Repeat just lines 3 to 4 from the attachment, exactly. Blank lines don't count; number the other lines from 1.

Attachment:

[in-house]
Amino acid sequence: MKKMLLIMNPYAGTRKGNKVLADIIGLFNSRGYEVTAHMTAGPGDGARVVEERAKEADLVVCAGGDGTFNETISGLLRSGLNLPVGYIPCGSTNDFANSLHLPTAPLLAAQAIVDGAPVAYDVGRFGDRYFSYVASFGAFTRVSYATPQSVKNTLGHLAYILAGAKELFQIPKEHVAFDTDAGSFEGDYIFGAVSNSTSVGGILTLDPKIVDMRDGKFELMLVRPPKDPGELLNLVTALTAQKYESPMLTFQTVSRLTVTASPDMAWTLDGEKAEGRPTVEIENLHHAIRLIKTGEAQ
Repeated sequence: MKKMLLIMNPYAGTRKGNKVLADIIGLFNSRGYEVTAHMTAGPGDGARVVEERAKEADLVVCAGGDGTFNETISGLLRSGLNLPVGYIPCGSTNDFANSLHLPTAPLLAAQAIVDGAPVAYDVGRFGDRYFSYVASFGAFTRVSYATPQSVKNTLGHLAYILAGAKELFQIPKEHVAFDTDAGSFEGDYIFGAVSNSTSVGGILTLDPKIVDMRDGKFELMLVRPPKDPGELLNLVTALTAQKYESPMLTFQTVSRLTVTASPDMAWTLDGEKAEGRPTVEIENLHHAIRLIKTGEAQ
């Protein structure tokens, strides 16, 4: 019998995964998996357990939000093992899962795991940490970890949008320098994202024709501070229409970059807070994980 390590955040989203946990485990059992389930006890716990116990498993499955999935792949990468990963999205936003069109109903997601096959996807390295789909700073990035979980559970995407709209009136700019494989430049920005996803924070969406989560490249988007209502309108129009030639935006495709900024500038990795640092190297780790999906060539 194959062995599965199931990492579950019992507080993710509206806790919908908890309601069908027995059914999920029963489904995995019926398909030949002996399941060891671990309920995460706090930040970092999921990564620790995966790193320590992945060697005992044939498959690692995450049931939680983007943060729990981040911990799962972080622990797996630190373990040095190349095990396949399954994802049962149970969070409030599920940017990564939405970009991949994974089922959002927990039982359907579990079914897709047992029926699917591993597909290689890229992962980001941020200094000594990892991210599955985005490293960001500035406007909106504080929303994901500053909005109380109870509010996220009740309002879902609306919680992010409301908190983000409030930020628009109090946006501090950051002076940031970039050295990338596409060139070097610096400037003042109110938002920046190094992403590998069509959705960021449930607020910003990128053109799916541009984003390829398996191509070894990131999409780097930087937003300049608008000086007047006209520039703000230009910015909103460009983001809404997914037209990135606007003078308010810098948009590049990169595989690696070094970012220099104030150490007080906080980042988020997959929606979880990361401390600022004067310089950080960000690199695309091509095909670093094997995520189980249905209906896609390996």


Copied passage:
Repeated sequence: MKKMLLIMNPYAGTRKGNKVLADIIGLFNSRGYEVTAHMTAGPGDGARVVEERAKEADLVVCAGGDGTFNETISGLLRSGLNLPVGYIPCGSTNDFANSLHLPTAPLLAAQAIVDGAPVAYDVGRFGDRYFSYVASFGAFTRVSYATPQSVKNTLGHLAYILAGAKELFQIPKEHVAFDTDAGSFEGDYIFGAVSNSTSVGGILTLDPKIVDMRDGKFELMLVRPPKDPGELLNLVTALTAQKYESPMLTFQTVSRLTVTASPDMAWTLDGEKAEGRPTVEIENLHHAIRLIKTGEAQ
């Protein structure tokens, strides 16, 4: 019998995964998996357990939000093992899962795991940490970890949008320098994202024709501070229409970059807070994980 390590955040989203946990485990059992389930006890716990116990498993499955999935792949990468990963999205936003069109109903997601096959996807390295789909700073990035979980559970995407709209009136700019494989430049920005996803924070969406989560490249988007209502309108129009030639935006495709900024500038990795640092190297780790999906060539 194959062995599965199931990492579950019992507080993710509206806790919908908890309601069908027995059914999920029963489904995995019926398909030949002996399941060891671990309920995460706090930040970092999921990564620790995966790193320590992945060697005992044939498959690692995450049931939680983007943060729990981040911990799962972080622990797996630190373990040095190349095990396949399954994802049962149970969070409030599920940017990564939405970009991949994974089922959002927990039982359907579990079914897709047992029926699917591993597909290689890229992962980001941020200094000594990892991210599955985005490293960001500035406007909106504080929303994901500053909005109380109870509010996220009740309002879902609306919680992010409301908190983000409030930020628009109090946006501090950051002076940031970039050295990338596409060139070097610096400037003042109110938002920046190094992403590998069509959705960021449930607020910003990128053109799916541009984003390829398996191509070894990131999409780097930087937003300049608008000086007047006209520039703000230009910015909103460009983001809404997914037209990135606007003078308010810098948009590049990169595989690696070094970012220099104030150490007080906080980042988020997959929606979880990361401390600022004067310089950080960000690199695309091509095909670093094997995520189980249905209906896609390996």